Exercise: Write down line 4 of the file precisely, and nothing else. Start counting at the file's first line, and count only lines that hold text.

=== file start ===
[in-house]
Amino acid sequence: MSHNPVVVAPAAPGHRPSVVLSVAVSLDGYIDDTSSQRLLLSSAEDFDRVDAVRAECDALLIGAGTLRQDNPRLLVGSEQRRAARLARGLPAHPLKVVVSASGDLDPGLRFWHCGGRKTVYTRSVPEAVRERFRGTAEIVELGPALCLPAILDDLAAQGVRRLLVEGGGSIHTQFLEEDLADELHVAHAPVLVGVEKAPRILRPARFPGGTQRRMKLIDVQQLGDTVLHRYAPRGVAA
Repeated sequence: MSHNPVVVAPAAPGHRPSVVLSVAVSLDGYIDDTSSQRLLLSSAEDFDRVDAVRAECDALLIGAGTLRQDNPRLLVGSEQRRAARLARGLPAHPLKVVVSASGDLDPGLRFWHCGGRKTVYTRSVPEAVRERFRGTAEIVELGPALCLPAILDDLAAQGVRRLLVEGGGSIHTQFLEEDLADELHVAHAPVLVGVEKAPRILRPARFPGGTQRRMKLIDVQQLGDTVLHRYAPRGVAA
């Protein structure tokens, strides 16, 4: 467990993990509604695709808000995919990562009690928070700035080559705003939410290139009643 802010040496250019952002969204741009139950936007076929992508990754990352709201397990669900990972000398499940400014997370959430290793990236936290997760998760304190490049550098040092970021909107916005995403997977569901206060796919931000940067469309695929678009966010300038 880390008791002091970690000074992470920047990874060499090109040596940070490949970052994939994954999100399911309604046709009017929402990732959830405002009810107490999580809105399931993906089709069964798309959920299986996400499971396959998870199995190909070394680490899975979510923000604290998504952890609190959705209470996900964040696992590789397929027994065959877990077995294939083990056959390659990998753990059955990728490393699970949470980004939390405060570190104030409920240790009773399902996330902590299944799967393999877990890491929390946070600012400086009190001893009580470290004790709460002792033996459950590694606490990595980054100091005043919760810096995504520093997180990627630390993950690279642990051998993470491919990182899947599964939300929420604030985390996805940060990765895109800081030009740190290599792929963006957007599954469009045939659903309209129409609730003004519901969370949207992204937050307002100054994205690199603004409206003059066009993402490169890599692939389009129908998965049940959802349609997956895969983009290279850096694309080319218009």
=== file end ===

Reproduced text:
């Protein structure tokens, strides 16, 4: 467990993990509604695709808000995919990562009690928070700035080559705003939410290139009643 802010040496250019952002969204741009139950936007076929992508990754990352709201397990669900990972000398499940400014997370959430290793990236936290997760998760304190490049550098040092970021909107916005995403997977569901206060796919931000940067469309695929678009966010300038 880390008791002091970690000074992470920047990874060499090109040596940070490949970052994939994954999100399911309604046709009017929402990732959830405002009810107490999580809105399931993906089709069964798309959920299986996400499971396959998870199995190909070394680490899975979510923000604290998504952890609190959705209470996900964040696992590789397929027994065959877990077995294939083990056959390659990998753990059955990728490393699970949470980004939390405060570190104030409920240790009773399902996330902590299944799967393999877990890491929390946070600012400086009190001893009580470290004790709460002792033996459950590694606490990595980054100091005043919760810096995504520093997180990627630390993950690279642990051998993470491919990182899947599964939300929420604030985390996805940060990765895109800081030009740190290599792929963006957007599954469009045939659903309209129409609730003004519901969370949207992204937050307002100054994205690199603004409206003059066009993402490169890599692939389009129908998965049940959802349609997956895969983009290279850096694309080319218009």